Today, the Italian court sentenced 207 people accused of belonging to the Italian “organized crime syndicate” ‘Ndrangheta – one of the most powerful, richest and largest drug trafficking gangs in the world – to a total of 2,100 years in prison.
It took more than an hour and 40 minutes to read the court’s verdict, including the acquittal of 131 accused. The trial took place in a concrete courtroom secured as a bunker in the southern region of Calabria, where the mafia organization originally operated.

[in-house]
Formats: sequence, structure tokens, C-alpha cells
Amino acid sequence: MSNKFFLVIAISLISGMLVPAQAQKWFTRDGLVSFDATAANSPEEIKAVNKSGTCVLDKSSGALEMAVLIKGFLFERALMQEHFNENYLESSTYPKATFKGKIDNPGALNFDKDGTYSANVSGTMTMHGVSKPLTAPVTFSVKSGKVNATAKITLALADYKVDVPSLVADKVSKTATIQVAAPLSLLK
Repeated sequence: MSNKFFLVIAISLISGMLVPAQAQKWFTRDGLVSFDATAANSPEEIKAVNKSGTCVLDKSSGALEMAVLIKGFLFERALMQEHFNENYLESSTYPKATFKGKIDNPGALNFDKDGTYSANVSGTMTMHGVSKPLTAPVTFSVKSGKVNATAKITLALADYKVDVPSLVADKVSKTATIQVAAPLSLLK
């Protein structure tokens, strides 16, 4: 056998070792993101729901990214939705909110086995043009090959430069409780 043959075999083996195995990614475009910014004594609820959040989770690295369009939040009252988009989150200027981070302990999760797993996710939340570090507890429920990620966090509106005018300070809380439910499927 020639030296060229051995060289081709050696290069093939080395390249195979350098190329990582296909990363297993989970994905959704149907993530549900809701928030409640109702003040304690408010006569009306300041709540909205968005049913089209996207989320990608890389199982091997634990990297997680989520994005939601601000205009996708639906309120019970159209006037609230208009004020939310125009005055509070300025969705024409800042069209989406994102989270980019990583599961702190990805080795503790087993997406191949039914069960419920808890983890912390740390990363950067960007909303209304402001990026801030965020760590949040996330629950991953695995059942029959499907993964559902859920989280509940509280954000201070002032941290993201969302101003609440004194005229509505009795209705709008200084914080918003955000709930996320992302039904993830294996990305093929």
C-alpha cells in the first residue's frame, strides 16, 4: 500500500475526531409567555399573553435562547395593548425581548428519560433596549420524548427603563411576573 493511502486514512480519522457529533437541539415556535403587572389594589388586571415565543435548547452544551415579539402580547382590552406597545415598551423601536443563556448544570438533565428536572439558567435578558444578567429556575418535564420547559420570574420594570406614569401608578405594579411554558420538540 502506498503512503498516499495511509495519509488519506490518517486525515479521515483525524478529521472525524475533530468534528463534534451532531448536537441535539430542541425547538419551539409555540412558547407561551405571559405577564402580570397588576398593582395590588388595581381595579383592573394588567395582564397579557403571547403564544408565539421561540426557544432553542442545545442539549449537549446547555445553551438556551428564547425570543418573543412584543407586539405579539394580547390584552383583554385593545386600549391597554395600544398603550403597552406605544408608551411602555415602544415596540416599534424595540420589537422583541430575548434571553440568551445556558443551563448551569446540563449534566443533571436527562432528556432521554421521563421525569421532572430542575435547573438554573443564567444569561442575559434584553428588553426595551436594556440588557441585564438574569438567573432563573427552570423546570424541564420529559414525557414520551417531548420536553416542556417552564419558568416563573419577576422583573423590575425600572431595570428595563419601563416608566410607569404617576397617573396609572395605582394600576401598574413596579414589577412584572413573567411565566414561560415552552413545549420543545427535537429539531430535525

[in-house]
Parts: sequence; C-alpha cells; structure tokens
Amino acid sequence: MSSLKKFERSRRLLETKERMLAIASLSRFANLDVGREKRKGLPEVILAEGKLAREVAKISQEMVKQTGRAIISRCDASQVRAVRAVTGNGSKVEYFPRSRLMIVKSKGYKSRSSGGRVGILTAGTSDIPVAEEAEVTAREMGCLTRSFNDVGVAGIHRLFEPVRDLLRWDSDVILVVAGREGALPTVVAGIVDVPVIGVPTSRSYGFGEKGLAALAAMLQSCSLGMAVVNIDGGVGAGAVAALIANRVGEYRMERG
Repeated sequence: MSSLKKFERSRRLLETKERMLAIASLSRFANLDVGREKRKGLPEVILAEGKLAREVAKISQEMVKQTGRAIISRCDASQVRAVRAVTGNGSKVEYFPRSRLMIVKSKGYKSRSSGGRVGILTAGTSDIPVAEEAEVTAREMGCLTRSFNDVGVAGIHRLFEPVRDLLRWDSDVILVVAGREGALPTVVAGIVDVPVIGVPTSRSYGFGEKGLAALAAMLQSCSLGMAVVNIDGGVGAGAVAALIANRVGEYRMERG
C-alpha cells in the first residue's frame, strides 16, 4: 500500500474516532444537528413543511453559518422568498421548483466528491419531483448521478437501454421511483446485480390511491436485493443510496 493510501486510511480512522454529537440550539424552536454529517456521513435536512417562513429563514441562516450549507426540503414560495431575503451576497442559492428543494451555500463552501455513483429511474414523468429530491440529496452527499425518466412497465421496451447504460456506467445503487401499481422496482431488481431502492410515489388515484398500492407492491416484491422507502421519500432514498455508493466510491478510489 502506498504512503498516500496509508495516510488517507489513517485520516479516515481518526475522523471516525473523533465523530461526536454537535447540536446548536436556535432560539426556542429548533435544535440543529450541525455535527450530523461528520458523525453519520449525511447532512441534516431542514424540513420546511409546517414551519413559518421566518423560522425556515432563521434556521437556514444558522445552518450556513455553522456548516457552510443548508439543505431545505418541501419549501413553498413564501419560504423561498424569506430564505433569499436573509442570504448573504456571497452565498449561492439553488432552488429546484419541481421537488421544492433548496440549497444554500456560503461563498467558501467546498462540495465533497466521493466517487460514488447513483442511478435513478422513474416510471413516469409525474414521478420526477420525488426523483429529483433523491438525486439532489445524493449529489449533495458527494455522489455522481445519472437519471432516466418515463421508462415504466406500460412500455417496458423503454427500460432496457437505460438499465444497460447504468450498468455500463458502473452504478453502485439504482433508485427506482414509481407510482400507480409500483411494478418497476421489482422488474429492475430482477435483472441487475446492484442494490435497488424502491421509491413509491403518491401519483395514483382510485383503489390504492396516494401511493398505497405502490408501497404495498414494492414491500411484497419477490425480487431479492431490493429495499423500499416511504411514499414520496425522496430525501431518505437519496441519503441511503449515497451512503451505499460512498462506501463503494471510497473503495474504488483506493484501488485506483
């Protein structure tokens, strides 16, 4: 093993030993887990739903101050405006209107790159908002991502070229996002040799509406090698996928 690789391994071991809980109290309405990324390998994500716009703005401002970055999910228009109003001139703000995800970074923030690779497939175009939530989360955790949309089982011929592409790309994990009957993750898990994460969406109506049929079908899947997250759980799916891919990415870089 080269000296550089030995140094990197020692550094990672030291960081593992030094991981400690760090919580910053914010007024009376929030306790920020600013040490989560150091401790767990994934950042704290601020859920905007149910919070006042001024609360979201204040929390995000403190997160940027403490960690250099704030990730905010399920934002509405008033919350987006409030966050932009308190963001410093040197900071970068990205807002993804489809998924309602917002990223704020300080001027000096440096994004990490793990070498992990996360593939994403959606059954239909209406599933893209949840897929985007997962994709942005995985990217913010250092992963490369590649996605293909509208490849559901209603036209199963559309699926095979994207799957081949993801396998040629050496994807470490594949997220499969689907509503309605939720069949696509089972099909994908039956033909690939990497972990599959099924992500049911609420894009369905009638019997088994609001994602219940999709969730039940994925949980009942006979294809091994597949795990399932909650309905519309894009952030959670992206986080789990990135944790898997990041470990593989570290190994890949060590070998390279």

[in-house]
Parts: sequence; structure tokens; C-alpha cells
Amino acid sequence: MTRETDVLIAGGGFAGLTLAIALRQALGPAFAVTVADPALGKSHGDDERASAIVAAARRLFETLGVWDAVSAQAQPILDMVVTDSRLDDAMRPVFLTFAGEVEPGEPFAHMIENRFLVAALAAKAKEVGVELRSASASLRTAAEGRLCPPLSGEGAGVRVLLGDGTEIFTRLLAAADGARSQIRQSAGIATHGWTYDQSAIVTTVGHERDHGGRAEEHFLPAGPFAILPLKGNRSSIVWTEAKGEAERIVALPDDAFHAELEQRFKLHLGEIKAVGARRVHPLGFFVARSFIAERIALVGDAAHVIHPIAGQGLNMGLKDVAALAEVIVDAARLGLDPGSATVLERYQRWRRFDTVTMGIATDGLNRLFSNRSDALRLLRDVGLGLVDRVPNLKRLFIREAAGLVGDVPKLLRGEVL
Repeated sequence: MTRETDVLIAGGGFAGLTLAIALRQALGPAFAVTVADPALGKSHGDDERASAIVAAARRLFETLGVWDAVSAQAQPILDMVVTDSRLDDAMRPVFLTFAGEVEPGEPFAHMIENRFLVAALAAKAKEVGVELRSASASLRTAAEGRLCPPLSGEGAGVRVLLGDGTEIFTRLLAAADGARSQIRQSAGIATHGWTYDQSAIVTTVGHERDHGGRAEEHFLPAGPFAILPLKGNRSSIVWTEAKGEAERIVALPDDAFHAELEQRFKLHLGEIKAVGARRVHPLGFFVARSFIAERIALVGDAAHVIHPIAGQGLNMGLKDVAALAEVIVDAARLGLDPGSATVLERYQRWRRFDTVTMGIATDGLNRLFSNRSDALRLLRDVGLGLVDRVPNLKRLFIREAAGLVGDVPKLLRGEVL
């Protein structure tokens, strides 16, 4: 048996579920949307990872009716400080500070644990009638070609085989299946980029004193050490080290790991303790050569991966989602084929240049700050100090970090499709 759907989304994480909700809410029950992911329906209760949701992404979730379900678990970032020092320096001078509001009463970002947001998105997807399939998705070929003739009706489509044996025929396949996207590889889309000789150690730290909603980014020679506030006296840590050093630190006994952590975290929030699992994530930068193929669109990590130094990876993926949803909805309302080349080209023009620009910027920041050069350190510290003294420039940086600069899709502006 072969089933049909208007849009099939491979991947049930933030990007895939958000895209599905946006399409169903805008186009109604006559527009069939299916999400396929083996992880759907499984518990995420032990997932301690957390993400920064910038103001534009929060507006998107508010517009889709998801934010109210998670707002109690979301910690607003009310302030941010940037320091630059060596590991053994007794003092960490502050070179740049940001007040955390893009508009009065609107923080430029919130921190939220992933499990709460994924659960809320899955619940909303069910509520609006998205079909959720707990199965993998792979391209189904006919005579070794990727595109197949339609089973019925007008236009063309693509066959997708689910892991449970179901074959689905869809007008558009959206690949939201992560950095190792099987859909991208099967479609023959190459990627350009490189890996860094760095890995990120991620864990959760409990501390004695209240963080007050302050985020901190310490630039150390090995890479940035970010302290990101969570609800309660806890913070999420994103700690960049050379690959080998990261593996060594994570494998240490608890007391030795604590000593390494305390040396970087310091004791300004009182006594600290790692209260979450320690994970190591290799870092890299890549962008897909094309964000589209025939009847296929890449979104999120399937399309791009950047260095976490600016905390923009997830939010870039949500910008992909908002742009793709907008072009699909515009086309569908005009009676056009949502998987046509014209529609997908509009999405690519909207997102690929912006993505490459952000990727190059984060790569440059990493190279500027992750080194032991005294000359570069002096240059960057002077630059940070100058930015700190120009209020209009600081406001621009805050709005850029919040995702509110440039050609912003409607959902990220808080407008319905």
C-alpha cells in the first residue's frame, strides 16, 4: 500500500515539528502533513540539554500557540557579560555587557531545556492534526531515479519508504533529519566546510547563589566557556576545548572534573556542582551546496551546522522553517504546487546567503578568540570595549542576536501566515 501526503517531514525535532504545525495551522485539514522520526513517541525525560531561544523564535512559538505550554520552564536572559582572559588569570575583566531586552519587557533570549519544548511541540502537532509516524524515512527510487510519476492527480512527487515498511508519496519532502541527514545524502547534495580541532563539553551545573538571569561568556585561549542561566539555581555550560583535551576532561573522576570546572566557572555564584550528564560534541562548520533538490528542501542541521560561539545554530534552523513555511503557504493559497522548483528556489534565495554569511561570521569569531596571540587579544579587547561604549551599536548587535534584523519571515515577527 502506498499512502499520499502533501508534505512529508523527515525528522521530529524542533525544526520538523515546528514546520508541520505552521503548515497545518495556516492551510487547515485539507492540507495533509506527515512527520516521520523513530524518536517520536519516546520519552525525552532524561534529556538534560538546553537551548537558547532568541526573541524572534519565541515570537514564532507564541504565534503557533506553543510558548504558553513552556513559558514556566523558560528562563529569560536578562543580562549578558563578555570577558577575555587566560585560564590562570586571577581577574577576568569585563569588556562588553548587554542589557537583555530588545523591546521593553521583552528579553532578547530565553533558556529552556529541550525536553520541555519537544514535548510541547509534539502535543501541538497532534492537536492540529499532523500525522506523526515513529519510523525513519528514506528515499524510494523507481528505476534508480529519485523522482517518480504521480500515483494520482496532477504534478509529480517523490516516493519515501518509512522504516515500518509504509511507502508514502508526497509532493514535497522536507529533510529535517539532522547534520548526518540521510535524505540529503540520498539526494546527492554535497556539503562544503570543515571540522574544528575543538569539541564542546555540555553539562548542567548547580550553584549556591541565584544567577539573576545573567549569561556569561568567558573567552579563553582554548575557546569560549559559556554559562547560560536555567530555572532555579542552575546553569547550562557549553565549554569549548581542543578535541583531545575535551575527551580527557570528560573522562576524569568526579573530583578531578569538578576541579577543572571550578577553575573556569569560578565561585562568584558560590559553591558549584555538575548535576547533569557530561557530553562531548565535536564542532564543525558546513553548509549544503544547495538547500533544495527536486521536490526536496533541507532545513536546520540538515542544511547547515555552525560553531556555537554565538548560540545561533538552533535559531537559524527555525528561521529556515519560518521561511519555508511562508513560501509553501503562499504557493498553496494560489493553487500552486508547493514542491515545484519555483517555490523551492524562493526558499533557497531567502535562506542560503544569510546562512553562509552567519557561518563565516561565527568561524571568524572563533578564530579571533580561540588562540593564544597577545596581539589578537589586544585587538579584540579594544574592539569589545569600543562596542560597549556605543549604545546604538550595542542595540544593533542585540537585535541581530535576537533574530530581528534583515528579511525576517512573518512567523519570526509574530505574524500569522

‘Ndrangheta has quietly gained power in Italy and abroad as the Sicilian mafia lost influence and now the Calabrian organization holds a near-monopoly on importing cocaine into Europe, according to prosecutors leading the investigation in southern Italy. That organization has bases in North and South America and is active in Africa, according to Italian prosecutors, and ‘Ndrangheta figures have been arrested in recent years throughout Europe and Brazil and Lebanon.
The defendants were accused of drug and arms trafficking, extortion and mafia association, and others were accused of being accomplices.
The charges stemmed from an investigation into 12 clans linked to the convicted ‘Ndrangheta boss.
That central figure, Luigi Mancuso, served 19 years in an Italian prison for leading what investigators say is one of the most powerful criminal organizations.